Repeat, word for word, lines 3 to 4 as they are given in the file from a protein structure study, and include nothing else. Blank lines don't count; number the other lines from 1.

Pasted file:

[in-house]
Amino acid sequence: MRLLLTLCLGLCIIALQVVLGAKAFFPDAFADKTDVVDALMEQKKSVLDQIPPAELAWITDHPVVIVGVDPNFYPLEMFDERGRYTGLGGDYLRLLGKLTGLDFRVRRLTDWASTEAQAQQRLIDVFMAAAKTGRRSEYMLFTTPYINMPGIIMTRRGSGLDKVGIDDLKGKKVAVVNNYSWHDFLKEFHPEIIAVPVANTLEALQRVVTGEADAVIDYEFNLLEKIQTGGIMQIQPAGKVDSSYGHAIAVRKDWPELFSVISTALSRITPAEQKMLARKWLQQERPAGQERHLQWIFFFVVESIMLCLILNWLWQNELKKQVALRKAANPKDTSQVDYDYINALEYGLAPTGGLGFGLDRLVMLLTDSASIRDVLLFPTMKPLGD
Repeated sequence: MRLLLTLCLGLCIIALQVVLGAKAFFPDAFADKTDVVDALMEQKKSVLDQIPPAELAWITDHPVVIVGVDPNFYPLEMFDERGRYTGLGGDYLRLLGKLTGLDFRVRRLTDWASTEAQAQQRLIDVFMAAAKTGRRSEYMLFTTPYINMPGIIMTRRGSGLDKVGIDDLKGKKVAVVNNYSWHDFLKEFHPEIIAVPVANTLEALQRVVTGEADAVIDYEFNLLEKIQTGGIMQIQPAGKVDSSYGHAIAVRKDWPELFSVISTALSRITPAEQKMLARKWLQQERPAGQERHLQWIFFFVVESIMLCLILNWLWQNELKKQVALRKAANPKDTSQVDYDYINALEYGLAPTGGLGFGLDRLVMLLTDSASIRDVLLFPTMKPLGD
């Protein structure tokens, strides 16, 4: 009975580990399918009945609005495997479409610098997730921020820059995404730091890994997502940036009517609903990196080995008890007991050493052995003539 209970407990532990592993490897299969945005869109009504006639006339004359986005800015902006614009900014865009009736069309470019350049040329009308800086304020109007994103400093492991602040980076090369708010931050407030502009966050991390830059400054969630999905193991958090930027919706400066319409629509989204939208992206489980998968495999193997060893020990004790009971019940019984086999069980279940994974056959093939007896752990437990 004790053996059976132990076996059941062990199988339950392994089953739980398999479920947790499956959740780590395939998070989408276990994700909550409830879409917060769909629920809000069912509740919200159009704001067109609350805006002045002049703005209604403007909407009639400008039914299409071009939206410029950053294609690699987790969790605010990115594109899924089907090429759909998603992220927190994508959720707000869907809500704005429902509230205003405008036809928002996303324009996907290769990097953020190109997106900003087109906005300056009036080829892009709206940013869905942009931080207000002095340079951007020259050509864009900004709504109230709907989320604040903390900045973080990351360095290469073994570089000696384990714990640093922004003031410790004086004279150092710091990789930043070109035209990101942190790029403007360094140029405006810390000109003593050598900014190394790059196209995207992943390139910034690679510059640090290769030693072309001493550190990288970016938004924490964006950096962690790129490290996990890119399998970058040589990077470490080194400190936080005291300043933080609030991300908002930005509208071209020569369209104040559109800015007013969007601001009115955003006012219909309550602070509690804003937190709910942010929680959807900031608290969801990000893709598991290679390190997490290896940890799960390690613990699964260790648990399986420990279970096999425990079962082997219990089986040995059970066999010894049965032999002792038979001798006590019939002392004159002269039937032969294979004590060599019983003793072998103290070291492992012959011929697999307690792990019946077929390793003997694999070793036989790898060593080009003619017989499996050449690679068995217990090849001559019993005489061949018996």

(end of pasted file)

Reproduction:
Repeated sequence: MRLLLTLCLGLCIIALQVVLGAKAFFPDAFADKTDVVDALMEQKKSVLDQIPPAELAWITDHPVVIVGVDPNFYPLEMFDERGRYTGLGGDYLRLLGKLTGLDFRVRRLTDWASTEAQAQQRLIDVFMAAAKTGRRSEYMLFTTPYINMPGIIMTRRGSGLDKVGIDDLKGKKVAVVNNYSWHDFLKEFHPEIIAVPVANTLEALQRVVTGEADAVIDYEFNLLEKIQTGGIMQIQPAGKVDSSYGHAIAVRKDWPELFSVISTALSRITPAEQKMLARKWLQQERPAGQERHLQWIFFFVVESIMLCLILNWLWQNELKKQVALRKAANPKDTSQVDYDYINALEYGLAPTGGLGFGLDRLVMLLTDSASIRDVLLFPTMKPLGD
């Protein structure tokens, strides 16, 4: 009975580990399918009945609005495997479409610098997730921020820059995404730091890994997502940036009517609903990196080995008890007991050493052995003539 209970407990532990592993490897299969945005869109009504006639006339004359986005800015902006614009900014865009009736069309470019350049040329009308800086304020109007994103400093492991602040980076090369708010931050407030502009966050991390830059400054969630999905193991958090930027919706400066319409629509989204939208992206489980998968495999193997060893020990004790009971019940019984086999069980279940994974056959093939007896752990437990 004790053996059976132990076996059941062990199988339950392994089953739980398999479920947790499956959740780590395939998070989408276990994700909550409830879409917060769909629920809000069912509740919200159009704001067109609350805006002045002049703005209604403007909407009639400008039914299409071009939206410029950053294609690699987790969790605010990115594109899924089907090429759909998603992220927190994508959720707000869907809500704005429902509230205003405008036809928002996303324009996907290769990097953020190109997106900003087109906005300056009036080829892009709206940013869905942009931080207000002095340079951007020259050509864009900004709504109230709907989320604040903390900045973080990351360095290469073994570089000696384990714990640093922004003031410790004086004279150092710091990789930043070109035209990101942190790029403007360094140029405006810390000109003593050598900014190394790059196209995207992943390139910034690679510059640090290769030693072309001493550190990288970016938004924490964006950096962690790129490290996990890119399998970058040589990077470490080194400190936080005291300043933080609030991300908002930005509208071209020569369209104040559109800015007013969007601001009115955003006012219909309550602070509690804003937190709910942010929680959807900031608290969801990000893709598991290679390190997490290896940890799960390690613990699964260790648990399986420990279970096999425990079962082997219990089986040995059970066999010894049965032999002792038979001798006590019939002392004159002269039937032969294979004590060599019983003793072998103290070291492992012959011929697999307690792990019946077929390793003997694999070793036989790898060593080009003619017989499996050449690679068995217990090849001559019993005489061949018996």